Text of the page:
Sen. John McCain of Arizona criticized President Donald Trump's announcement Wednesday morning that transgender individuals will not be allowed to serve "in any capacity" in the US military.
McCain, who is the chairman of the Senate Armed Services Committee and served in the US Navy for 23 years, said Trump's statement was "unclear" and it served as "yet another example of why major policy announcements should not be made via Twitter."
The Republican senator said any Americans who meet the military's medical and readiness standards should be allowed to continue serving.
"There is no reason to force service members who are able to fight, train, and deploy to leave the military — regardless of their gender identity," McCain said in the statement. "We should all be guided by the principle that any American who wants to serve our country and is able to meet the standards should have the opportunity to do so — and should be treated as the patriots they are."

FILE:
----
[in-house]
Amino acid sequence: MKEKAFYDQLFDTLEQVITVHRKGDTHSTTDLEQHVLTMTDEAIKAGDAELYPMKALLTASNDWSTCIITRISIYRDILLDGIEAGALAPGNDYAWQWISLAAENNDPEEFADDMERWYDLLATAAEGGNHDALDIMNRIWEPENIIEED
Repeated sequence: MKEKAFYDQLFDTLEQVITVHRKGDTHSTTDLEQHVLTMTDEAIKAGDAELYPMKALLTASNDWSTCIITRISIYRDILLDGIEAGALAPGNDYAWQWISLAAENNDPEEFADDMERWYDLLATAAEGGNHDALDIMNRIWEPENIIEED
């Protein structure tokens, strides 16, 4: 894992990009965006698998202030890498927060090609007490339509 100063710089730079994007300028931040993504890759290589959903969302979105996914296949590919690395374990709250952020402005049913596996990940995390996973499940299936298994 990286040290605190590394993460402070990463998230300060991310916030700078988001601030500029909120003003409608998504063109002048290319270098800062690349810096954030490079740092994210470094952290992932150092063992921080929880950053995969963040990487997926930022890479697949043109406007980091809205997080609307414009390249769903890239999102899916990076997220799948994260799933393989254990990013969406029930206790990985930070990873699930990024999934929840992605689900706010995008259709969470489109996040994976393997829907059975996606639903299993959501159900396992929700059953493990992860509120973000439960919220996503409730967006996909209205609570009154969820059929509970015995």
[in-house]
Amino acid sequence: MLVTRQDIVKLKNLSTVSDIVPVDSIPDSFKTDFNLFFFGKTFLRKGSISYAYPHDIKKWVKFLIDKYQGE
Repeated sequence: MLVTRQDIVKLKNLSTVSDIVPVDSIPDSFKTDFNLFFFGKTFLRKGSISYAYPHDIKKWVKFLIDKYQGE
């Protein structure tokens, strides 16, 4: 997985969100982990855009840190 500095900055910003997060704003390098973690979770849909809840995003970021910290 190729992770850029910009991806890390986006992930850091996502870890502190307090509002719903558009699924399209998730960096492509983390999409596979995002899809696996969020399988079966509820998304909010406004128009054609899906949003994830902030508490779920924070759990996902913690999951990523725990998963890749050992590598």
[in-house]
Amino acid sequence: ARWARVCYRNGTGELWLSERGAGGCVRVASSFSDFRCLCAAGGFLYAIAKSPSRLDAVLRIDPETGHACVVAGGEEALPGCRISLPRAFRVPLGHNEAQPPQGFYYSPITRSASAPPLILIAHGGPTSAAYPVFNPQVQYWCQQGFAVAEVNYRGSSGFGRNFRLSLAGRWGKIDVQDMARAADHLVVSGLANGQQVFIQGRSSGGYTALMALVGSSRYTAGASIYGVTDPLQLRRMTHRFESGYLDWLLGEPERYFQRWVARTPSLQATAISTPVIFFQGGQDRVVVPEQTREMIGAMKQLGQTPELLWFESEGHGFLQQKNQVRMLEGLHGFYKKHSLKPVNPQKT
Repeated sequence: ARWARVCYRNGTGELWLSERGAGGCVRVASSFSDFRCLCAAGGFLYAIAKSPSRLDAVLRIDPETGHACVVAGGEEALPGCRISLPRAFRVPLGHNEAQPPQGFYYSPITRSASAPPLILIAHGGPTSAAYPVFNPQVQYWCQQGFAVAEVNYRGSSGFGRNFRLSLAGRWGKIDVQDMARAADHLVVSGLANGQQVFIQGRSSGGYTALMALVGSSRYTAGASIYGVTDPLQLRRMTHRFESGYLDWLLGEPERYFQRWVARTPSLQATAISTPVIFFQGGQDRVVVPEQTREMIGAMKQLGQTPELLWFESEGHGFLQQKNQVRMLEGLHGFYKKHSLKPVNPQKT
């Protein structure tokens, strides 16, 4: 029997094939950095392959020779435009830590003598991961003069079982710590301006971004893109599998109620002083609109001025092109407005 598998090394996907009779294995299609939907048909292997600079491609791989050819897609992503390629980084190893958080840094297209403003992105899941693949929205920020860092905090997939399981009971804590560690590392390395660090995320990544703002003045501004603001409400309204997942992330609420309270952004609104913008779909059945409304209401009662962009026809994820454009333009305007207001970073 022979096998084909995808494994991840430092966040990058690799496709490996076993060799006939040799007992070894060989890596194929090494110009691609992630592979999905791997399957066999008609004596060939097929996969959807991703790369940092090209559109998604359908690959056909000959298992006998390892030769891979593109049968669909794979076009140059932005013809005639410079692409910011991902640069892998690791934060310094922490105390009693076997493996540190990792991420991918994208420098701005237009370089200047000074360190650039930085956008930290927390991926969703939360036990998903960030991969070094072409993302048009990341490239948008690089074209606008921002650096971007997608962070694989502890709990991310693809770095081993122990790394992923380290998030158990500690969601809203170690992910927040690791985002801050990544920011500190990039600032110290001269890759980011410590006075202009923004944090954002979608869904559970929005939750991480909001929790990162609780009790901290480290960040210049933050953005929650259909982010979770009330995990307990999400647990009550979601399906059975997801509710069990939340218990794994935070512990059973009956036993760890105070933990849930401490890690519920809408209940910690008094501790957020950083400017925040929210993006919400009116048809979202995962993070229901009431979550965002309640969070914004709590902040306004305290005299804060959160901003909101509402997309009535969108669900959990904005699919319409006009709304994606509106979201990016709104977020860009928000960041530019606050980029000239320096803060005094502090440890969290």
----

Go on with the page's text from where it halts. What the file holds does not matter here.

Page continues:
The federal government's plans for transgender service members and recruits have been up in the air for some time. In June, Defense Secretary James Mattis delayed an Obama administration plan to begin allowing openly transgender recruits into the military by six months.
Mattis said the US Department of Defense needed more time to review the accession plans and potential impact of transgender service members on military lethality. As the review is pending, openly transgender individuals who are currently in the military are allowed to continue serving.
In his statement on Wednesday, McCain said many of those individuals are "serving honorably today."
"I do not believe that any new policy decision is appropriate until that study is complete and thoroughly reviewed by the Secretary of Defense, our military leadership, and the Congress," he said.
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